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Bazball, Shamar Joseph and Entertainment will keep Test Cricket Alive Around the Globe

Test Cricket at its best in Brisbane & Hyderabad.

It has been a long time since most of the past players and the real fans of Test cricket are trying their best to pan out a way to preserve Test cricket, that brings a joy after five days of heart-out fight. And the Bazball win for England against India, who are invincible at home and West Indie’s 27-year long ending victory over Australia at Gabba, once called their fortress, has lifted the spirits of the format around the world.

The format isn’t now only about defense and spending time in the middle, but it’s about trying to find new ways to bring results in it. No one wants to spend their hard-earned cash to go and spend few hours under the sun to follow boring game, but wants to enjoy every bit of time watching great fast bowling, or spin bowling, or attacking batting, or perhaps a great defense, only when the game demands it.

And to an extent, it won’t be wrong for me to express that the new sensational West Indies fast bowler, Shamar Joseph, who has been hailed as the player of the month and probably a person to keep an eye for the future if he holds his shape, has crafted the format a new way, along with England’s Bazball project under Ben Stokes and Brendon McCullum.

Bazball under Stokes and Baz McCullum to protect Test Cricket
©-Historic Cricket Pictures/Twitter
Bazball: Taking fear of defeat out of equation from the players

When it first took place under Stokes and McCullum at Lord’s against New Zealand and England didn’t hesitate at all going after the bowlers, I thought they want to finish the game under four days. I was very keen to see if they would apply themselves in the same way in the homes Ashes, and to be honest, they took one step forward.

That Stokes’s declaration on the first day of the Ashes at Edgbaston has actually explained the Bazball in a better version before my eyes. And after watching the whole Ashes and this first Hyderabad Test, if still someone thinks Bazball is only about going after the bowler, then the person needs a good spectacle to increase the eye power.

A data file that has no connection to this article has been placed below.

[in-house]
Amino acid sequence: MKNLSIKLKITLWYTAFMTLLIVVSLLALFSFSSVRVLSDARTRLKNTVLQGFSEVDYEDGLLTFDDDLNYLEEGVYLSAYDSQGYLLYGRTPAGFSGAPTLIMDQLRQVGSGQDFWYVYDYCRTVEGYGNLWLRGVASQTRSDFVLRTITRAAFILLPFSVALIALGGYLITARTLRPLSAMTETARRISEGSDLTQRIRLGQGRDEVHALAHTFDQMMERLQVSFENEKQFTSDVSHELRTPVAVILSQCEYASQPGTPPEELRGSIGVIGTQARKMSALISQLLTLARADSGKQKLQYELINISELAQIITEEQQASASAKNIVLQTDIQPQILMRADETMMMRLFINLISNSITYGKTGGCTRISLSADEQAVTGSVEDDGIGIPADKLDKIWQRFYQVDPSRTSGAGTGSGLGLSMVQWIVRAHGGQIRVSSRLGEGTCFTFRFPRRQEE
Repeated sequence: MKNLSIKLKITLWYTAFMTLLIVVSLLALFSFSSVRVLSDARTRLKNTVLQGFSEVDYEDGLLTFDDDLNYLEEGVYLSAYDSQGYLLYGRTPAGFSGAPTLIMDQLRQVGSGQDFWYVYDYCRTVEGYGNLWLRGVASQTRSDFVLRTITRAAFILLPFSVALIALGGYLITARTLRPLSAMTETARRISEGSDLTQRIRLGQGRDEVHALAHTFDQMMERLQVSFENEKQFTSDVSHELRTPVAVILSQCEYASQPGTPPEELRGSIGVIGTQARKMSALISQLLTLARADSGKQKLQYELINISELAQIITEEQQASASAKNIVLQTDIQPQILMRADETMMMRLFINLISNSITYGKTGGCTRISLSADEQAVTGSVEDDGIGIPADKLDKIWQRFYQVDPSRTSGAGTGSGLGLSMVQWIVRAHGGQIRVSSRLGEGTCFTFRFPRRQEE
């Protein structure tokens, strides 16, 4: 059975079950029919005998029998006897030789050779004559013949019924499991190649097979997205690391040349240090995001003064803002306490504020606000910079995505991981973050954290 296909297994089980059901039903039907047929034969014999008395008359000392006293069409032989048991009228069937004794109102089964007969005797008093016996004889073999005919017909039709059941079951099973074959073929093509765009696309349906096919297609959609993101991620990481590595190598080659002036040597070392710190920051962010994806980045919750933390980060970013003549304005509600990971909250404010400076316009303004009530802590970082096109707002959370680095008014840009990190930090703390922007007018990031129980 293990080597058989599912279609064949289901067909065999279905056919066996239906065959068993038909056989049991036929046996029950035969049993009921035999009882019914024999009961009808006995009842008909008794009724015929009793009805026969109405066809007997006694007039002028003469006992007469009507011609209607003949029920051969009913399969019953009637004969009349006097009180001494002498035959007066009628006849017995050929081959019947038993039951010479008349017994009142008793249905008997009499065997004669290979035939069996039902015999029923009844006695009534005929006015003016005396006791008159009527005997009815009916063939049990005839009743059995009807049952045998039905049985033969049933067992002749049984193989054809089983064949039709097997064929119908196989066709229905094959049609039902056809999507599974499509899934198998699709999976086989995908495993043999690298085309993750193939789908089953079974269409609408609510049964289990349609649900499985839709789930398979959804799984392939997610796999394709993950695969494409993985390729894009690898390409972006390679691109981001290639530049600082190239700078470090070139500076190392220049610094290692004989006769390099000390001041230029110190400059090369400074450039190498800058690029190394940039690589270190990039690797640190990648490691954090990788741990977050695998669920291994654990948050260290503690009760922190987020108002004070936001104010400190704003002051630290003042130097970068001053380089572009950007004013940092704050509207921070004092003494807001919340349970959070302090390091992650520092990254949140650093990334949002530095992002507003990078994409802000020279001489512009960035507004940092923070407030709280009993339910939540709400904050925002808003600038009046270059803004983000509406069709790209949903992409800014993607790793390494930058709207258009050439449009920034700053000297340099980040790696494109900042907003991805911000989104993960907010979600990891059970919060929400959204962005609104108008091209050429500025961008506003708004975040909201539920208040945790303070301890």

It’s not about going bananas, but about taking fear out of equation from the players and quite remarkably, the England supporters have given Stokes the cushion in doing so. Rohit Sharma or any other future India captain can’t apply it, and I can take full guarantee of that, specially after the speculation the India players have to go through after every wrong shot in a big series or tournament.

The Umbrella field set or the awkward bowling change to start with Joe Root, their least expected bowler would keep your eyebrows up, but not of Stokes or Baz McCullum. When a player gets out caught at the boundary rope, their first advice would be to go little more harder from the next occasion.

Pope & Hartley showed immense courage, skill and resistance

Ollie Pope, seven months away from the game with shoulder injury and not much form to talk about, was looking like a cat on the hot tin roof in the first innings, when he was throwing his hard hands at the balls outside his eye line. But he changed his stance and most importantly his mindset during the second innings to get in a better space and shape.

Tom Hartley and Ollie Pope took England to an inspiring victory
©- Nikhil Rajput/Twitter

When he came out to bat, England was almost 150 runs away to make India bat for the second time in the game, and he didn’t hesitate once before applying the sweep and reverse sweep against Ravichandran Ashwin or Ravindra Jadeja. When India went with Axar Patel, he danced down the track, and the only bowler he gave some respect was Jasprit Bumrah, who was showing special exhibition of reverse-swing.